are responsible for highly turbulent events and particle
entrainment [15]. Above this area, turbulent structures
affect particle path and modify their settling velocity
[7,13]. In terms of environmental consequences, this
has a real impact as it has been explained by Jing and
Ridd [18] for the particular case of the Cleveland bay
in Australia for coral reefs.
In the last two decades, many studies have been
undertaken to understand the interaction between tur-
bulence and sediment transport [10,12,23–25]. Results
mainly show that the length and time scales of the turbu-
lence are one of the most important parameters [4].
In the present paper, we aim to investigate this point
by describing the behavior of these characteristics scales.
Experiments have been carried out in a flume (current
flow), downstream of a square mesh grid. This grid-gen-
erated turbulence is homogeneous and isotropic which
makes the study easier. Indeed, the turbulence proper-
ties may be estimated by using Taylor hypothesis. On
the one hand, the role of the current velocity is analyzed.
On the other hand, these results bring information on
how turbulence develops behind an obstacle in rivers
flows.
2. Experimental set-up, data acquisition and analysis
2.1. Experimental set up
The experiments were conducted in the wave/current
flume of the ‘‘Morphodynamique Continentale et
Coˆ tie`re’’ laboratory at the University of Caen/Basse
Normandie. It is 16.5 m in length, 0.5 m in width and
0.7 m in height (L
c
= 16.5 m, l
c
= 0.5 m and
h
c
= 0.7 m). Side walls are made of glass. Thus, optical
measurement systems such as LDV can be used for flow
visualizations and velocity measurements. The bottom
Nomenclature
d water depth
d
b
bar width of the grid
h
c
channel height
I
x,z
longitudinal and vertical turbulence intensi-
ties
L
c
channel length
l
c
channel width
L
f
macro length scale of turbulence
M grid mesh size
t time
T duration of acquisition
TT transit time
T
t
macro time scale of turbulence
Re
M
, Re
k
g
Reynolds numbers
~x, ~y, ~z spatial directions
U, W instantaneous horizontal and vertical veloci-
ties
U (or U
mean
), W (or W
mean
) mean horizontal and ver-
tical velocities
U
max
maximum horizontal velocity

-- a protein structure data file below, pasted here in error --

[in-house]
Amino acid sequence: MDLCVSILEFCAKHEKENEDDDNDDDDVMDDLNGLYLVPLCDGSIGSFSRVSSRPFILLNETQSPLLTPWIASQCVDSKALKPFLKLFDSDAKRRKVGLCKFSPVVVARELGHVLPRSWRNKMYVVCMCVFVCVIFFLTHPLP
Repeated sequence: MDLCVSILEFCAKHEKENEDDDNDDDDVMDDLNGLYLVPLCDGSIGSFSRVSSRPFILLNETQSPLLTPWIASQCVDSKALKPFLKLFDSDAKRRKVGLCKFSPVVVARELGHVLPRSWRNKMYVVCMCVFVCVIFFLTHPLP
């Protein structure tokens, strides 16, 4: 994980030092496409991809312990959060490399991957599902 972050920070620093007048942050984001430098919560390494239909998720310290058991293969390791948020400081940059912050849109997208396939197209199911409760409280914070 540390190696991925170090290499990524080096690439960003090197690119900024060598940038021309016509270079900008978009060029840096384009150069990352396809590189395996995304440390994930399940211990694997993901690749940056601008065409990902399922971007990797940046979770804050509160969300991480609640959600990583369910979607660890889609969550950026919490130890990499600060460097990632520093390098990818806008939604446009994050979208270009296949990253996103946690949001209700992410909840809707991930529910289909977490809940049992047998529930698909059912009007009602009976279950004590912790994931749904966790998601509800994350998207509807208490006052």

U
max,p
maximum horizontal velocity (vertical pro-
file)
u
0
, w
0
horizontal and vertical turbulent fluctuations
of the velocities
Symbols
e dissipation rate
j turbulent kinetic energy
g
K
, s
K
, v
K
Kolmogorov scales
k
f
micro length scale of turbulence
r Solidity coefficient
s
t
micro time scale of turbulence
s
cw
coincidence window
t kinematic viscosity
Acronym
LDV Laser Doppler Velocimetry
Fig. 1. The wave/current flume at the University of Caen/Basse
Normandie.
926 F. Murzyn, M. Be´ lorgey / Experimental Thermal and Fluid Science 29 (2005) 925–935
of the channel is made of PVC. Fig. 1 shows this appa-
ratus. Underneath the channel, a PVC ‘‘high-pressure’’
tube (0.315 m of diameter) ensures the recirculation of
the water (constant volume).
The current is generated by a pump. The flow rate is
accurately defined by controlling the rotation frequency
of the pump. Experiments can then be made at different
times in the same conditions. The mean horizontal
velocity ðUÞ can be up to 2 m/s depending on water
depth (d). For the present study, the flow depth (d) is
constant and equal to 0.35 m (d = 0.35 m).
Turbulence can be generated by different means. For
instance, a cylinder may be installed across the flow or
the bottom roughness can be increased. Here, the turbu-
lence is generated by a square mesh grid placed in a
cross section of the flow. According to Comte-Bellot
and Corrsin [9], the mesh size (M) and the grid bar
thickness (d
b
) are chosen to get a solidity coefficient
(1) of 0.33. Fig. 2 shows the grid. This grid is made of
15 meshes in width and 18 in height. The rigidity of
the grid is ensured by a frame made of duralumin.
r ¼
d
b
M
2 À
d
b
M
_ _
¼ 0:33 ð1Þ
In our experimental set up (recirculating channel),
a honeycomb (0.2 m in thickness, square cells of